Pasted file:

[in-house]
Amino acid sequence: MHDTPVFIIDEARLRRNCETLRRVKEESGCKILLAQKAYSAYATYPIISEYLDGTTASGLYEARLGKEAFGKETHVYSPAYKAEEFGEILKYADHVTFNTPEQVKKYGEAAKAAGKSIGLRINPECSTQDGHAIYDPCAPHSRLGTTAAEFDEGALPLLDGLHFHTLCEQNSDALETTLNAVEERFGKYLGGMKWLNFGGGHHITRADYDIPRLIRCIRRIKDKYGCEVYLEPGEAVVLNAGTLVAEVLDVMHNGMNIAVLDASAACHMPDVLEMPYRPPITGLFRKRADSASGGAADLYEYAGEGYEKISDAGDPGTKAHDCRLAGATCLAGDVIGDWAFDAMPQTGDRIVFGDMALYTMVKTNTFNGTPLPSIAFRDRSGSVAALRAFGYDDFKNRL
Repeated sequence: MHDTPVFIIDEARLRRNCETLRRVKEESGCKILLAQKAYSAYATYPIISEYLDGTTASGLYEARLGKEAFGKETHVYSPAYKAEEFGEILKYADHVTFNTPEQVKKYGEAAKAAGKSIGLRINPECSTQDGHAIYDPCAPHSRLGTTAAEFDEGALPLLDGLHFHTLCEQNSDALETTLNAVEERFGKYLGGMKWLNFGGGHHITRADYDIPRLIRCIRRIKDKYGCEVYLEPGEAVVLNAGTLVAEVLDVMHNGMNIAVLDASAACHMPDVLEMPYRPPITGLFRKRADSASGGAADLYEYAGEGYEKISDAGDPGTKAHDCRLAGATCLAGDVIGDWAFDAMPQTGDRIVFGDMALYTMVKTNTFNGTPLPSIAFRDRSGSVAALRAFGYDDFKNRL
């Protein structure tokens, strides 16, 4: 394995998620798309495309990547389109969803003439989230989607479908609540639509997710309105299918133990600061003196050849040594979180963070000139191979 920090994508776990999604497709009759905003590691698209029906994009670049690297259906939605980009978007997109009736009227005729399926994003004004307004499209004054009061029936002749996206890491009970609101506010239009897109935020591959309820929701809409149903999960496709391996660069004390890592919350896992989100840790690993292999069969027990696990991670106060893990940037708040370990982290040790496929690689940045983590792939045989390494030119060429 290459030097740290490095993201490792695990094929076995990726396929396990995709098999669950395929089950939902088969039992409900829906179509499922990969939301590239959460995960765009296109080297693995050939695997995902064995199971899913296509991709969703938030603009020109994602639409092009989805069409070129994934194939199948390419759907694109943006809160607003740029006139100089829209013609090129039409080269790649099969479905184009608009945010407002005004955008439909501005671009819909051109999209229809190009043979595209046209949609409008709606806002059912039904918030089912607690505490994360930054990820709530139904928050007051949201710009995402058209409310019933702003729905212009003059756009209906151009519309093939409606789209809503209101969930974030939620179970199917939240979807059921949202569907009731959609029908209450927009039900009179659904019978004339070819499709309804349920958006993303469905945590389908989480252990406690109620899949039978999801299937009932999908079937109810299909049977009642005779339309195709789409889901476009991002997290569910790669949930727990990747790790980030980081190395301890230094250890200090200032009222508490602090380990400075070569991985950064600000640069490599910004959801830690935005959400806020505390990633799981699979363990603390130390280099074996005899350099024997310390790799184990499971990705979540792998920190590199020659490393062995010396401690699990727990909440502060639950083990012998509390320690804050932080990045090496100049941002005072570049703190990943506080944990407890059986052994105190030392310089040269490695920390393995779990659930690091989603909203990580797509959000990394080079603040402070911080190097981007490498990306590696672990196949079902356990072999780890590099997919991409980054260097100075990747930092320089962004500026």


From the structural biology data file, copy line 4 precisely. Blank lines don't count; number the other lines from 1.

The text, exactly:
């Protein structure tokens, strides 16, 4: 394995998620798309495309990547389109969803003439989230989607479908609540639509997710309105299918133990600061003196050849040594979180963070000139191979 920090994508776990999604497709009759905003590691698209029906994009670049690297259906939605980009978007997109009736009227005729399926994003004004307004499209004054009061029936002749996206890491009970609101506010239009897109935020591959309820929701809409149903999960496709391996660069004390890592919350896992989100840790690993292999069969027990696990991670106060893990940037708040370990982290040790496929690689940045983590792939045989390494030119060429 290459030097740290490095993201490792695990094929076995990726396929396990995709098999669950395929089950939902088969039992409900829906179509499922990969939301590239959460995960765009296109080297693995050939695997995902064995199971899913296509991709969703938030603009020109994602639409092009989805069409070129994934194939199948390419759907694109943006809160607003740029006139100089829209013609090129039409080269790649099969479905184009608009945010407002005004955008439909501005671009819909051109999209229809190009043979595209046209949609409008709606806002059912039904918030089912607690505490994360930054990820709530139904928050007051949201710009995402058209409310019933702003729905212009003059756009209906151009519309093939409606789209809503209101969930974030939620179970199917939240979807059921949202569907009731959609029908209450927009039900009179659904019978004339070819499709309804349920958006993303469905945590389908989480252990406690109620899949039978999801299937009932999908079937109810299909049977009642005779339309195709789409889901476009991002997290569910790669949930727990990747790790980030980081190395301890230094250890200090200032009222508490602090380990400075070569991985950064600000640069490599910004959801830690935005959400806020505390990633799981699979363990603390130390280099074996005899350099024997310390790799184990499971990705979540792998920190590199020659490393062995010396401690699990727990909440502060639950083990012998509390320690804050932080990045090496100049941002005072570049703190990943506080944990407890059986052994105190030392310089040269490695920390393995779990659930690091989603909203990580797509959000990394080079603040402070911080190097981007490498990306590696672990196949079902356990072999780890590099997919991409980054260097100075990747930092320089962004500026």